Dryland maize (Zea mays L.) production in the U.S. western High Plains is hampered by variable yields because of substantial environmental variation in this region. This study was conducted to determine the degree to which the ranking of superior maize hybrids for dryland production in the western High Plains was predictable from performance of the same hybrids in highly productive, irrigated environments in the same region. Forty-five maize hybrids were evaluated for grain yield performance under different water regimes in western Nebraska, eastern Wyoming, and northeastern Colorado in 1998 and 1999. The value of genotypic variance was by far larger in fully irrigated test environments (0.70) than in nonirrigated test environments (0.01-0.17). The genotypic mean repeatability in fully irrigated test environments (0.63) compared with that in nonirrigated test environments (0.18-0.69, respectively), and it showed correspondence with yield performance. The genetic correlation between fully and nonirrigated environments (0.72) was lower than that observed between all-nonirrigated environments (0.78-1.02). Thus, the proportion of direct advance in the former case (0.63) was generally lower than in the latter (0.41-0.97). However, an environmental similarity ratio (ESR) derived from crossover interaction indicated that water-contrasting environments were as similar (ESR = 0.53) as nonirrigated environments (ESR = 0.49) in ranking the maize hybrids. Selective identification of maize hybrids in irrigated environments for production under non-irrigated environments in the western High Plains might be a useful surrogate to direct selection in the latter environments.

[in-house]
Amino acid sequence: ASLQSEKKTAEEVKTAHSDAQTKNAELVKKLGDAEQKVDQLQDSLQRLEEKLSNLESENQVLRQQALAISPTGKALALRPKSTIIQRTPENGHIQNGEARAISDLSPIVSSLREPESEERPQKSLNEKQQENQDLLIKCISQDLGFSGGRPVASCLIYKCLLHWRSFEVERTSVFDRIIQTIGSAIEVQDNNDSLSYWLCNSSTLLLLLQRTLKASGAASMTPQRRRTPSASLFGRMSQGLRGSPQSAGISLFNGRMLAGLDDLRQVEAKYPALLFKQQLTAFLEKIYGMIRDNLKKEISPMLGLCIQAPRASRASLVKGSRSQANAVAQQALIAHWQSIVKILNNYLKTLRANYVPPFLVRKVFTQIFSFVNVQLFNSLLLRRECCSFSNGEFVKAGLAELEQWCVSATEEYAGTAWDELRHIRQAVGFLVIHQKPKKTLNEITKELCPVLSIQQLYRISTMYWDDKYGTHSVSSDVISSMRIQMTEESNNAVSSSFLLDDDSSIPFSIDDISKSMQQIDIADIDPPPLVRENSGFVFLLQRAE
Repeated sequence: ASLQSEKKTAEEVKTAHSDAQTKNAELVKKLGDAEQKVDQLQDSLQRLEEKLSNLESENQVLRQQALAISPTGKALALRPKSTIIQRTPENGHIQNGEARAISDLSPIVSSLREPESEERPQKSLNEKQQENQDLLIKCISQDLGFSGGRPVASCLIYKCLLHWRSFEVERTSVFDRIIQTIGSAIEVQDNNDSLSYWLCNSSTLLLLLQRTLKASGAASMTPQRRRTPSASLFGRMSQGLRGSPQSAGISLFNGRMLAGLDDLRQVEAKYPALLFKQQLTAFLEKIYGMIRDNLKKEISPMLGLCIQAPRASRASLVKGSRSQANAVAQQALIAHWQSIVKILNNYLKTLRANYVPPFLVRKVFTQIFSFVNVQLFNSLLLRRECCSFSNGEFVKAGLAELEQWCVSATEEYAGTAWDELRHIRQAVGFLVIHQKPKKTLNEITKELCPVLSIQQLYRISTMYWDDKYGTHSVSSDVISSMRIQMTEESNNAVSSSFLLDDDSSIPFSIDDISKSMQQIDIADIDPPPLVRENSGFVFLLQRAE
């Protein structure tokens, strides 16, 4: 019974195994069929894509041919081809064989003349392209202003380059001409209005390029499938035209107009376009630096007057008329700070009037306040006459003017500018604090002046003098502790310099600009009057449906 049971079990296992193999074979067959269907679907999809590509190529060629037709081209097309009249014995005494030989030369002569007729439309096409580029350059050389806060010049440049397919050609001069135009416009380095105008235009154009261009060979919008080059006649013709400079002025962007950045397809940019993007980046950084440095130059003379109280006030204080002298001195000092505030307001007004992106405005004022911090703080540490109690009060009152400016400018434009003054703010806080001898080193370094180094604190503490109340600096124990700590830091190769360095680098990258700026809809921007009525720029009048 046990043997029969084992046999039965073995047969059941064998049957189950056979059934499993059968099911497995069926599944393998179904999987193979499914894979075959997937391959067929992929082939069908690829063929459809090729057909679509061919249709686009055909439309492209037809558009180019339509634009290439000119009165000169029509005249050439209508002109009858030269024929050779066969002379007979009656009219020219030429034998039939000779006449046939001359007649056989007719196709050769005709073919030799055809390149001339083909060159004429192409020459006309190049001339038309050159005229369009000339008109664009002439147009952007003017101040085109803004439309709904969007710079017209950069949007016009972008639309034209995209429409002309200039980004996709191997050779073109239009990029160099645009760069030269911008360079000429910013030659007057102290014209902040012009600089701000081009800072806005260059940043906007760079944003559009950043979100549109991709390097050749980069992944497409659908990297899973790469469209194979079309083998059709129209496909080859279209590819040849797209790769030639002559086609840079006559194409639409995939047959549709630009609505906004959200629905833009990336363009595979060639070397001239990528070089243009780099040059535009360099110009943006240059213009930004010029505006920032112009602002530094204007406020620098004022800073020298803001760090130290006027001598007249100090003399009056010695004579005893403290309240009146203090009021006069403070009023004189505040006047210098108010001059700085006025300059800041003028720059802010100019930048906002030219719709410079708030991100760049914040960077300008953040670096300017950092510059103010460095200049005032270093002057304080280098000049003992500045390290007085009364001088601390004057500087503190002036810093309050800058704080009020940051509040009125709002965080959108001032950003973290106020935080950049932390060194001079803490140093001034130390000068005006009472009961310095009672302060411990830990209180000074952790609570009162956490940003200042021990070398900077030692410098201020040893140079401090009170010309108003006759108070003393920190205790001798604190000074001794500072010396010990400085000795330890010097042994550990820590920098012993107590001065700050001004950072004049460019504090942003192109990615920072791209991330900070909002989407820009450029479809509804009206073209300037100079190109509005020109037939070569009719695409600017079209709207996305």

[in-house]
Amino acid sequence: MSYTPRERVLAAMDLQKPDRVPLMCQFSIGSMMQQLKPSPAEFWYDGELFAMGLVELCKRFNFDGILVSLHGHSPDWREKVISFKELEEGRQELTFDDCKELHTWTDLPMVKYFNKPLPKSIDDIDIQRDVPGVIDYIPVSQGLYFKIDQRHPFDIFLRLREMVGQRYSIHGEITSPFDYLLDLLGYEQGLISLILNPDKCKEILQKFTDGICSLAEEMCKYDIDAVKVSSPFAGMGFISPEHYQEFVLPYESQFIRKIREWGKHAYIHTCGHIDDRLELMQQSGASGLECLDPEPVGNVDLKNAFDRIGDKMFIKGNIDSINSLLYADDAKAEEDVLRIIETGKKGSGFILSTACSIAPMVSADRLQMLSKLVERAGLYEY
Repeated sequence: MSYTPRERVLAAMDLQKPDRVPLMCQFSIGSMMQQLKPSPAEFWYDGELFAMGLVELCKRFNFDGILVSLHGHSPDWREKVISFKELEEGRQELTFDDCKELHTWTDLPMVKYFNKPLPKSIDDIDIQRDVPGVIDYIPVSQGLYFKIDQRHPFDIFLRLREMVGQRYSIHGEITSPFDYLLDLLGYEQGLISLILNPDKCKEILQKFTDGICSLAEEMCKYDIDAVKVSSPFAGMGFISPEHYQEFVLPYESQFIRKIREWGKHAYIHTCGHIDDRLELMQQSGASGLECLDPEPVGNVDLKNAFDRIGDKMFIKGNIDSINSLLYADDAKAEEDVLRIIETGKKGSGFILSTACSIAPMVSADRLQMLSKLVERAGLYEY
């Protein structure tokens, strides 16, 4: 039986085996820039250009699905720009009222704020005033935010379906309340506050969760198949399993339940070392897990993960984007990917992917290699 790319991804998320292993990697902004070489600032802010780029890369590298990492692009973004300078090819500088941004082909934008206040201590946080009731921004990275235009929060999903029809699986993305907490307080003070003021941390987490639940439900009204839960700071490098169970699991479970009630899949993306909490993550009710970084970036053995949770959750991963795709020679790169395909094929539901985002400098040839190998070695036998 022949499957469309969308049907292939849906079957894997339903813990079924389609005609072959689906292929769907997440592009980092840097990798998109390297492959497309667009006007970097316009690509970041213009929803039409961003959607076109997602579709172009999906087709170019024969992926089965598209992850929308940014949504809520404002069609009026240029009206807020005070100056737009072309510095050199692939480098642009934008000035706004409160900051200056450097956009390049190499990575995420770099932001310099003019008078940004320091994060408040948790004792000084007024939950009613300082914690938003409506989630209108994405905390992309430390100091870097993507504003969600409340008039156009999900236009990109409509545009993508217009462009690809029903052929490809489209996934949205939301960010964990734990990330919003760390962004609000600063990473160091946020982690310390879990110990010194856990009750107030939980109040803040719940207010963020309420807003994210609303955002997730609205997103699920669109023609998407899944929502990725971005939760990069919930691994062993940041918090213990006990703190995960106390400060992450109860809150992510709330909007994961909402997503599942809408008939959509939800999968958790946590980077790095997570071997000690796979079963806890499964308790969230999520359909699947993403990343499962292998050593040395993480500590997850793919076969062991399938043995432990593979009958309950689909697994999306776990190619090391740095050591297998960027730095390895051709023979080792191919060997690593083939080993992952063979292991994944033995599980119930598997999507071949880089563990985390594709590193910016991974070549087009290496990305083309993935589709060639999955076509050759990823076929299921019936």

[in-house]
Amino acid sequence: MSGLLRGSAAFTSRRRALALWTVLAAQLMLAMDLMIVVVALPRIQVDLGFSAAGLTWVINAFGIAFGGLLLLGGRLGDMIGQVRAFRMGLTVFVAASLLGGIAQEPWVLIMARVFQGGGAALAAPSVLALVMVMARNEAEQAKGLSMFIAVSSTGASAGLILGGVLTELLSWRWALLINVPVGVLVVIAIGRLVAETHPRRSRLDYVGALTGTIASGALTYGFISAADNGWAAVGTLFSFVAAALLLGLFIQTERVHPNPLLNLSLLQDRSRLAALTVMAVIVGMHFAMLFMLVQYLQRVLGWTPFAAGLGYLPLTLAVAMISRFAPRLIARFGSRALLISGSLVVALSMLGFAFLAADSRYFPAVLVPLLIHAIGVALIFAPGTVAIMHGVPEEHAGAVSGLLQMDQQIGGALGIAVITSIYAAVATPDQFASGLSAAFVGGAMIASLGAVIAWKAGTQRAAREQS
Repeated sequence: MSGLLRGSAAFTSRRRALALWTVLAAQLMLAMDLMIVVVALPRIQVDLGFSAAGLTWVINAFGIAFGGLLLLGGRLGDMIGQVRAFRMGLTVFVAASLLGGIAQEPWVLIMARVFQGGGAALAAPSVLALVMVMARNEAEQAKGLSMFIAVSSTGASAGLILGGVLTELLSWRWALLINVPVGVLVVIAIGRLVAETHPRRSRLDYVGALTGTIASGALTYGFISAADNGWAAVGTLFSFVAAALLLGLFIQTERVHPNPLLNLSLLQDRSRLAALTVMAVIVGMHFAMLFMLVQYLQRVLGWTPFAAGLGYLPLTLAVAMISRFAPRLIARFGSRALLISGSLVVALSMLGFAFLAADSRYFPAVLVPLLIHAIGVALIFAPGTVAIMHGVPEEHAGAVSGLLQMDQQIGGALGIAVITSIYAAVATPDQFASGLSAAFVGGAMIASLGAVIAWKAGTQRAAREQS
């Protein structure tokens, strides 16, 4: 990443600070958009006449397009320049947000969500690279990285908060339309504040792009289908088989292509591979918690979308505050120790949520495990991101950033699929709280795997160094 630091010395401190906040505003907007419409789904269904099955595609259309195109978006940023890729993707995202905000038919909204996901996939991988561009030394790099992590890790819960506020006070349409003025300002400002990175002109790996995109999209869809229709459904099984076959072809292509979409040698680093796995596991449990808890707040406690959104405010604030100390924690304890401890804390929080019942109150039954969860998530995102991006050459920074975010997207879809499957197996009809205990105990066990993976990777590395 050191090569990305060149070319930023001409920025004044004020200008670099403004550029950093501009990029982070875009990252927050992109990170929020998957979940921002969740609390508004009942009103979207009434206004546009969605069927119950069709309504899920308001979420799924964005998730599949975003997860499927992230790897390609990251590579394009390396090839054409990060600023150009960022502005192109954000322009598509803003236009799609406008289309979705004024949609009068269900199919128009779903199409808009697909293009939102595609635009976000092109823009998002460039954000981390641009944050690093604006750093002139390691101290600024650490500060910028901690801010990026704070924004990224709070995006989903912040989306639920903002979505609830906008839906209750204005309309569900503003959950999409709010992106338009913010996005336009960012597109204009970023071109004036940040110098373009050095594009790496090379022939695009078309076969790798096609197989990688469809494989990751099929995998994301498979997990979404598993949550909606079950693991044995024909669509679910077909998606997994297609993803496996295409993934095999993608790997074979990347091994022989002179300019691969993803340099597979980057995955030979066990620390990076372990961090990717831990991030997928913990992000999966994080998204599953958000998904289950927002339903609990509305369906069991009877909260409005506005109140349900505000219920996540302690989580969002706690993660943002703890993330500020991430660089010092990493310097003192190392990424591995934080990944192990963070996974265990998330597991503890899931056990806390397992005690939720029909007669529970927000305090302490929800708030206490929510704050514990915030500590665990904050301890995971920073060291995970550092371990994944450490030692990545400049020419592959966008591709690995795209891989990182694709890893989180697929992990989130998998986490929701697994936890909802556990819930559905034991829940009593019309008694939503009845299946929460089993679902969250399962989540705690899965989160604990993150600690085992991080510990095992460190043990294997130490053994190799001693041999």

ASJC Scopus subject areas
- Agronomy and Crop Science